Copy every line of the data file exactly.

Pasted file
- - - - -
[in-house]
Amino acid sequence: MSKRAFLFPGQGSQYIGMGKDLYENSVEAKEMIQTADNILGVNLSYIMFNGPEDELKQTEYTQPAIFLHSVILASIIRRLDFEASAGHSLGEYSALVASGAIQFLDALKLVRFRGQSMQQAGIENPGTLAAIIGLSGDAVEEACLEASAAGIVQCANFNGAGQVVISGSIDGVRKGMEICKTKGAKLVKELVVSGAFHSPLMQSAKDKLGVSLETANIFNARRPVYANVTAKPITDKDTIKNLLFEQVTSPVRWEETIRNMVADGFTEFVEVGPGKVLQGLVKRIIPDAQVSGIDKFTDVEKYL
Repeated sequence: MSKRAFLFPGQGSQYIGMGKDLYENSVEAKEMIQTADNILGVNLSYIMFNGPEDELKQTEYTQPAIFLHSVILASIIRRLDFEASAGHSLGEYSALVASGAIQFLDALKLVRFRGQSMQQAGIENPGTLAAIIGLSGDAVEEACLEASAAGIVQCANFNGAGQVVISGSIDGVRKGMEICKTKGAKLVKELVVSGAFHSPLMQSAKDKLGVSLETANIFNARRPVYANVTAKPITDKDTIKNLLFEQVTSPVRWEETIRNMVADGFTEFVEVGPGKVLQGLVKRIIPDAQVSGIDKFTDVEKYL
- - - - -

[in-house]
Amino acid sequence: MSKRAFLFPGQGSQYIGMGKDLYENSVEAKEMIQTADNILGVNLSYIMFNGPEDELKQTEYTQPAIFLHSVILASIIRRLDFEASAGHSLGEYSALVASGAIQFLDALKLVRFRGQSMQQAGIENPGTLAAIIGLSGDAVEEACLEASAAGIVQCANFNGAGQVVISGSIDGVRKGMEICKTKGAKLVKELVVSGAFHSPLMQSAKDKLGVSLETANIFNARRPVYANVTAKPITDKDTIKNLLFEQVTSPVRWEETIRNMVADGFTEFVEVGPGKVLQGLVKRIIPDAQVSGIDKFTDVEKYL
Repeated sequence: MSKRAFLFPGQGSQYIGMGKDLYENSVEAKEMIQTADNILGVNLSYIMFNGPEDELKQTEYTQPAIFLHSVILASIIRRLDFEASAGHSLGEYSALVASGAIQFLDALKLVRFRGQSMQQAGIENPGTLAAIIGLSGDAVEEACLEASAAGIVQCANFNGAGQVVISGSIDGVRKGMEICKTKGAKLVKELVVSGAFHSPLMQSAKDKLGVSLETANIFNARRPVYANVTAKPITDKDTIKNLLFEQVTSPVRWEETIRNMVADGFTEFVEVGPGKVLQGLVKRIIPDAQVSGIDKFTDVEKYL